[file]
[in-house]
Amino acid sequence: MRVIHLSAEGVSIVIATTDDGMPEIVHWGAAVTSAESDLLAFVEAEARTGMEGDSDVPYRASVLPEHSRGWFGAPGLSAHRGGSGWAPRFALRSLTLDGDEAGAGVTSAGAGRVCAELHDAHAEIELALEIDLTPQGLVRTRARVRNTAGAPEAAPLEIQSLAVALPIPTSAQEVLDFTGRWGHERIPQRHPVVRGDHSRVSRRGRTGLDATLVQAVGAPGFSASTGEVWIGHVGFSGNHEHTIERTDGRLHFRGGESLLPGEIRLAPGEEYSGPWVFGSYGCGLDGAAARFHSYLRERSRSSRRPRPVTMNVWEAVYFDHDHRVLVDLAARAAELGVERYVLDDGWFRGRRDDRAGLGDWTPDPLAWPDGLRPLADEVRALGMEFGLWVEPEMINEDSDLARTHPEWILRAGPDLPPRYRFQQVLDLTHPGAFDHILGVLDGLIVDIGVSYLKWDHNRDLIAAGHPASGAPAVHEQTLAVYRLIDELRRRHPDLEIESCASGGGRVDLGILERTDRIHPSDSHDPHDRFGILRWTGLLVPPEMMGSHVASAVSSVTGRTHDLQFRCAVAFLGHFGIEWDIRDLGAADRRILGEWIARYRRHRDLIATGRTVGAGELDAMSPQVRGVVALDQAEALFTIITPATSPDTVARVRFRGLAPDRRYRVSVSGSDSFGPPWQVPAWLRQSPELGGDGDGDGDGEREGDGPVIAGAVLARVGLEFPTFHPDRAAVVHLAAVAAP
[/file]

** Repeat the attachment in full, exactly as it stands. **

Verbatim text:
[in-house]
Amino acid sequence: MRVIHLSAEGVSIVIATTDDGMPEIVHWGAAVTSAESDLLAFVEAEARTGMEGDSDVPYRASVLPEHSRGWFGAPGLSAHRGGSGWAPRFALRSLTLDGDEAGAGVTSAGAGRVCAELHDAHAEIELALEIDLTPQGLVRTRARVRNTAGAPEAAPLEIQSLAVALPIPTSAQEVLDFTGRWGHERIPQRHPVVRGDHSRVSRRGRTGLDATLVQAVGAPGFSASTGEVWIGHVGFSGNHEHTIERTDGRLHFRGGESLLPGEIRLAPGEEYSGPWVFGSYGCGLDGAAARFHSYLRERSRSSRRPRPVTMNVWEAVYFDHDHRVLVDLAARAAELGVERYVLDDGWFRGRRDDRAGLGDWTPDPLAWPDGLRPLADEVRALGMEFGLWVEPEMINEDSDLARTHPEWILRAGPDLPPRYRFQQVLDLTHPGAFDHILGVLDGLIVDIGVSYLKWDHNRDLIAAGHPASGAPAVHEQTLAVYRLIDELRRRHPDLEIESCASGGGRVDLGILERTDRIHPSDSHDPHDRFGILRWTGLLVPPEMMGSHVASAVSSVTGRTHDLQFRCAVAFLGHFGIEWDIRDLGAADRRILGEWIARYRRHRDLIATGRTVGAGELDAMSPQVRGVVALDQAEALFTIITPATSPDTVARVRFRGLAPDRRYRVSVSGSDSFGPPWQVPAWLRQSPELGGDGDGDGDGEREGDGPVIAGAVLARVGLEFPTFHPDRAAVVHLAAVAAP